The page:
LM MPF Disclosure Update – 31 Jan 2013

LM MPF – List of Portfolio Bond, Platform, Trust, & SIPP Providers – 31 Jan 2013

Anyone who has more LM documents which are not listed here, please send them to me (, and I will add them to this list.

New Additions (Added on 23 Jan 2015)

LM MPF Three Highlights – Nov 2009 – Coomera Capalabra, Runaway Bay

LM MPF Information Memorandum – 25 Nov 2009

LM MPF Information Memorandum – 1 Nov 2011

LM MPF Audited Annual Report – 30 June 2012

LM MPF Update – Dec 2012

Peter Drake Responds to Questions about LM MPF – 1 March 2013

The Law: Section 103 of the SFO

Below, I have provided screenshots and links to sections of the law which I think are the most relevant to LM victims. Note that I am not a lawyer, so maybe I overlooked something.

Section 103 of the SFO states that it is an “offense to to issue advertisements, invitations or documents relating to investments in certain cases” (e.g., to non-professional investors). Note that the LM MPF was a “collective investment scheme” as mentioned in paragraph (b) below.

The Offense

Section 103(1) of the SFO

Section 105 of the SFO grants the SFC the ability to “authorize issue of any advertisement, invitation, or document which is or contains an invitation to do any act referred to in Section 103(1)” above. The MPF fund documents were not authorized under Section 105 of the SFO.

Penalty for an Offense

The maximum penalty for an offense is a fine of up to $500,000 HKD and 3 years imprisonment.

Section 103(4) of the SFO

Exceptions to the Rule

Unauthorized funds and related documents can be issued to “professional investors” without committing an offense.

Section 103(3) of the SFO

Section 103(3k) of the SFO

The Definition of a “Professional Investor”

The definition of a professional investor is described in several paragraphs in Schedule 1 of the SFO. The relevant paragraph is (j):

Definition (j) of Professional Investor in Schedule 1 of the SFO

Section 397 of the SFO grants the SFC the ability to make rules.

The rules made by the SFC regarding “professional investors” are located in two places. The first place is in the SFO under the Securities and Futures (Professional Investor) Rules Section 3. The part which concerns LM victims is paragraph (b), which states that individuals who have a portfolio of $8 million HKD or more will be regarded as professional investors:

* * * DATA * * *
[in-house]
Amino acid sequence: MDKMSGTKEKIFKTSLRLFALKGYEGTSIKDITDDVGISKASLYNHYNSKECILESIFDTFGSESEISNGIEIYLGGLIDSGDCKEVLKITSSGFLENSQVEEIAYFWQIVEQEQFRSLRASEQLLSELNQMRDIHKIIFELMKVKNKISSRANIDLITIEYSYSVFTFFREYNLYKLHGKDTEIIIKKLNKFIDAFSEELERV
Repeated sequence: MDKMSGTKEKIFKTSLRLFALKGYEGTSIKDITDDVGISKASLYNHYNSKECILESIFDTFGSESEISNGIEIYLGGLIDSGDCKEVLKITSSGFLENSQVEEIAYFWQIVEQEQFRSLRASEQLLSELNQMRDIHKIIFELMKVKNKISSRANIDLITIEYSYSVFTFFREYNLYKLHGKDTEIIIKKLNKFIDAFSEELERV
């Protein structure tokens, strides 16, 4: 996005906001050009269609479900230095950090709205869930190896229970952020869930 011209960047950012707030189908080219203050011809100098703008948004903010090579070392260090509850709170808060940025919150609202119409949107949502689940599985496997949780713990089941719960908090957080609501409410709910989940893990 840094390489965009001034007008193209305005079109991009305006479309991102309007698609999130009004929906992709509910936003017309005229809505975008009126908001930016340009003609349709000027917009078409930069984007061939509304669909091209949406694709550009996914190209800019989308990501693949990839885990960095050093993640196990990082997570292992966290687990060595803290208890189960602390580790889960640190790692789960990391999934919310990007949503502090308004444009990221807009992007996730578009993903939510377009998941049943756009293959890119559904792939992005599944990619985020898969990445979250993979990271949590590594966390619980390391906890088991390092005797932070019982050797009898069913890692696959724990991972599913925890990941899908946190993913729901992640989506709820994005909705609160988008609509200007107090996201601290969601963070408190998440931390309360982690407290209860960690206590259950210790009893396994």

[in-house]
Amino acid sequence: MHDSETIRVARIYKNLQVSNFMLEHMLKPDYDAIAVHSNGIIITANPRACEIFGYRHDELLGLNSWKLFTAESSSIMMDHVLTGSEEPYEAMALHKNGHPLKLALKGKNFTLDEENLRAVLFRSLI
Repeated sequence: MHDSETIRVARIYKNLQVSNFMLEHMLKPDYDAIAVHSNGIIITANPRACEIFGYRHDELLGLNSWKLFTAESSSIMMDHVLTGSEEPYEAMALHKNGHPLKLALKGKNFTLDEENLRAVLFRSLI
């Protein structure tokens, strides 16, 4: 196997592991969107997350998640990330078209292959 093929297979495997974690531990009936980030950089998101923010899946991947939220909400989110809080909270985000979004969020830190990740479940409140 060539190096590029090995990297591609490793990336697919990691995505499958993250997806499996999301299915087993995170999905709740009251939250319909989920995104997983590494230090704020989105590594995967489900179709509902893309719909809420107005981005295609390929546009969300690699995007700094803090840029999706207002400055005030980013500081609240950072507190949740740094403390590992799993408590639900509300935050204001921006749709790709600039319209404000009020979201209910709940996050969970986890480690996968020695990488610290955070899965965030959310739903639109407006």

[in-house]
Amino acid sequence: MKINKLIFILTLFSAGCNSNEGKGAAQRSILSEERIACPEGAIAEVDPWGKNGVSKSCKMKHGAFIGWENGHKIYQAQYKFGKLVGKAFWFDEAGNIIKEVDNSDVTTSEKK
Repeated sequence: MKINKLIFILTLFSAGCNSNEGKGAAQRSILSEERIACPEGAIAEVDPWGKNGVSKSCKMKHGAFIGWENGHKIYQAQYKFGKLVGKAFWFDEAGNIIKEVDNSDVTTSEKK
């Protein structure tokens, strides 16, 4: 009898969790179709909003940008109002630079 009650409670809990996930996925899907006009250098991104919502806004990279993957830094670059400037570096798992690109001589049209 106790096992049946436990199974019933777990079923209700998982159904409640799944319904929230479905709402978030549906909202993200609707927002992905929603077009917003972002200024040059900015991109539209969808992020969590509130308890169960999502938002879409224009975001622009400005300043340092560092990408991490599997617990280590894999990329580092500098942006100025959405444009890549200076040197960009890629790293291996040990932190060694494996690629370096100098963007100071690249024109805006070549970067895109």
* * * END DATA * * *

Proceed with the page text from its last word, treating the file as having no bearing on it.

Professional Investor - SFO Rules

The second place which describes SFC’s rules regarding “professional investors” is in SFC’s Code of Conduct, beginning on page 35:

Professional Investor - SFC Code of Conduct

Anyone who knows more about Hong Kong law than I do may feel free to leave a comment below or email me if I have left out any important information or made a mistake. (

Essential Info for ILAS Victims: How to File a Complaint

[NOTE: This is the first in a series of posts I’ll be publishing over the coming days. It deals with the logistics of filing a complaint. The next posts will explain in detail all the laws and regulations which the insurance industry has broken. That info can help you write your complaint. For convenience, I have added the information contained in this post to the Resources page of this website.]

Snow ball

Snowball effect: As complaints pile up, pressure grows for regulators and law enforcers to take action.

ILAS victims (including savings scam and portfolio bomb victims) should file a complaint with every regulator and law enforcer that is responsible or potentially responsible for handling any matter related to your case. This will increase the likelihood of recovering your money.

When you file a complaint with a self-regulatory organization (such as PIBA, CIB, or IARB), make sure you copy your complaint to the Office of the Commissioner of Insurance (OCI), which has a duty to monitor how these organizations handle your complaint. None of these self-regulatory organizations can be trusted, as the committee members are also the executives of companies which openly scam consumers and violate regulations. They protect their own interests, not the interests of the people they scammed.